On the firest Summer Breeze, I made
them both made from 1x4 which
is 3/4" stock. You can laminate the skeg from the two pieces in the
drawings of the sides layout. It tapers from 3.5" to 3/4". The keel is 2 1/2" wide.
My approach is the same
as used on the Bevin's Skiff. Here are their instructions.
(off my site) Their instructions might be a little clearer. (Remember their
bottom is 3/8" so don't use their nail sizes)
Here I'm dry fitting the blanks. First make center lines inside and outside the
boat. On the outside mark
on either side of that half the width of the keel. The edges of the keel should
hit those marks. Make a center line mark on the bow end
of the keel that will line up with a
center line mark on the stem. Once positioned trace the edges of the keel with a
pencil. I drilled 2 pilot holes in the stern end
of the keel and one hole at the bow end where I use a temporary dry wall screw
which goes through a small pad of 1/4" ply, so it clamps instead of pulling
down into the keel wood. Now I unclamp the keel and round it's edges.
I like rounded edges, but they aren't really necessary. Here I'm rounding the
edges of the skeg with a 3/8" round over bit in my router. (If you laminate
a 1/2" skeg use a 1/4" round over bit) A clamp on the
router and a clamp fixing that clamp to the workbench makes a mini shaper. You
can also round edges with a rasp and sandpaper.
I make the skeg slot by drilling a hole in the keel with a spade bit
where the forward end will go. (Same size bit as the thickness of your skeg)
Using a table saw, circular saw with a guide, or a hand saw cut the slot from
the end to the hole.
Rounding the tip of the skeg with a radius round over bit makes it a
perfect fit in the hole at the end of the
slot. (Again 1/4" or 3/8" bit matched to skeg stock.)
I use #14 x 7/8" bronze ring nails to attach the
keel. You could use screws if you like. I pre drill for the nails with a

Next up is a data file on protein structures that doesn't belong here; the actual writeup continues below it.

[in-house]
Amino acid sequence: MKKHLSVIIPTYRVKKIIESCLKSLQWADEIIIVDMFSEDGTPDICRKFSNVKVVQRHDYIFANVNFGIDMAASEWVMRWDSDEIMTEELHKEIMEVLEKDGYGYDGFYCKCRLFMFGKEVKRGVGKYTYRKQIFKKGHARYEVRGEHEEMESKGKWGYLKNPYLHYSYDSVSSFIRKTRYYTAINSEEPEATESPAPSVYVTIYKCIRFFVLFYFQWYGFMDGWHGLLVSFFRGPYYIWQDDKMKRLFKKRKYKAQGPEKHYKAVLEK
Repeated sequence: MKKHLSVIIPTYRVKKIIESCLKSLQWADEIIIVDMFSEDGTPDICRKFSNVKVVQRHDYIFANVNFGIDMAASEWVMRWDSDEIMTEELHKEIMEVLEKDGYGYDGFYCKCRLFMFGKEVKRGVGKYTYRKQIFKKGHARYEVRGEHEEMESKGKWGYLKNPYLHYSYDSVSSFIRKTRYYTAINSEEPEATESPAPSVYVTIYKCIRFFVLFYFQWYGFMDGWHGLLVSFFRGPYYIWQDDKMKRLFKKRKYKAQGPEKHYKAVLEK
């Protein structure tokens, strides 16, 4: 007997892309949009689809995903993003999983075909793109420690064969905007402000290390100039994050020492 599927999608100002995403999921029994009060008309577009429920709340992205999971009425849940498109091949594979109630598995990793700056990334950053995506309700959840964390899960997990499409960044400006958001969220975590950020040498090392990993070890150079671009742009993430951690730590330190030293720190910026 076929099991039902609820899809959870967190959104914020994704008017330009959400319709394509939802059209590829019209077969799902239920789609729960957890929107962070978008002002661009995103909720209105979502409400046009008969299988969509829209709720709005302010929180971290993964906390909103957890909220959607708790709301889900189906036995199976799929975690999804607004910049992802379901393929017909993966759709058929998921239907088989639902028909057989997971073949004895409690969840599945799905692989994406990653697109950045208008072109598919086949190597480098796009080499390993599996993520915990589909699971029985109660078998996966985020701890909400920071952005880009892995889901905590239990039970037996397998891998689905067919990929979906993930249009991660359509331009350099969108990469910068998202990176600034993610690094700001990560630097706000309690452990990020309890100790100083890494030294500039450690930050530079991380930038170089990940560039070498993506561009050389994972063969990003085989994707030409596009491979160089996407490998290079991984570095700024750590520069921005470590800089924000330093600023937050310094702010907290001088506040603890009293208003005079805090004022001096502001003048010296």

bit slightly smaller than the nails. I use a pattern of 2 side by side about
3/4" in from the edge, then 1 in
the center every 4 inches. In the skeg area, I only nail the edges.
Either lamp a spacer in the skeg
slot to be sure it stays the right size or put the skeg in the slot. Spread PL on the bottom of the keel,
screw it to the stem, and nail or screw it to the transom. (#12 1 1/2" ring nails) The rocker in the bottom
seems to hold it in alignment pretty well. You can also attached some temporary
alignment blocks to make sure it goes in right.
If you're working by yourself:
After the ends are attached,
turn the boat right side up on your
floor. (Remove the skeg if you had it in the slot.) I put some scrap 3/4" stock to either side of the keel to keep the
boat from rocking. I then stand in the boat using my weight to press the keel to
the floor while I nail from bow to stern. I needed to prop the stern up with a
boat cushion while I did the bow as my weight wouldn't pull the keel all the way
to the floor otherwise. I also prop the bow while nailing the aft end. It's also
possible to leave the boat on sawhorses, and slide a saw horse along under where
you are nailing.
If you have a helper:
It's quite a bit easier if you have a helper. You can keep the boat on saw
horses, and your helper can hold a "bucking iron" - any heavy
weight, usually a sledge hammer - against the keel behind where you're
hammering. (Your helper will want
to wear hearing protectors.)
Now flip the boat back over
and glue in the skeg. First test the fit, and adjust if necessary. Butter up the skeg and put glue
in the slot to get good squeeze out. You don't want air pockets in there. I
didn't put any nails or screws into the skeg from the inside, since it seemed
strong enough without them. You might want to though. Be sure its at a right
angle to the boat bottom as it dries.
After the glue has set I cut the skeg and keel off flush with the pull
Here it is glued.
As with epoxy it's very good to
work as clean as you can when gluing. It's much easier to clean up glue while
soft then to struggle to get it off later. I keep a bunch of tongue depressors
around (sort of large Popsicle sticks.) and use them as disposable scrapers. You
can cut the end at the desired angle and scrape squeeze out as you go. That
said, there will be dried glue to clean off. How hard you work at it depends on
the level of finish you are going for.